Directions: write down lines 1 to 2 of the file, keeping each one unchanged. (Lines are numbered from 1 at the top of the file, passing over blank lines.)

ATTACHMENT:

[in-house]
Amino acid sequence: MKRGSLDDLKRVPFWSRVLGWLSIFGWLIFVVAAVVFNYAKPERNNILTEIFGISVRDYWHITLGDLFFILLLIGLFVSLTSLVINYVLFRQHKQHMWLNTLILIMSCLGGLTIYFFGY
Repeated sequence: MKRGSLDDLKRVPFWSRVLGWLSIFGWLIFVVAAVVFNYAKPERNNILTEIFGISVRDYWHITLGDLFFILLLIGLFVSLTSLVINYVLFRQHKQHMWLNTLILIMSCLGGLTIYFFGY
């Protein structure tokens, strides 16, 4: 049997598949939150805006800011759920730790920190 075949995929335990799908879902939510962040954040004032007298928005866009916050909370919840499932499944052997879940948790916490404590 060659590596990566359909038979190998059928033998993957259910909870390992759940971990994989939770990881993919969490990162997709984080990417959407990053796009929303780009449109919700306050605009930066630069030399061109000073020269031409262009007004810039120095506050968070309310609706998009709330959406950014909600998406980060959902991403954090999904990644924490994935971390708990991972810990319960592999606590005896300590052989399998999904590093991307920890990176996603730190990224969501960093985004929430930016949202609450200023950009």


[in-house]
Amino acid sequence: MKRGSLDDLKRVPFWSRVLGWLSIFGWLIFVVAAVVFNYAKPERNNILTEIFGISVRDYWHITLGDLFFILLLIGLFVSLTSLVINYVLFRQHKQHMWLNTLILIMSCLGGLTIYFFGY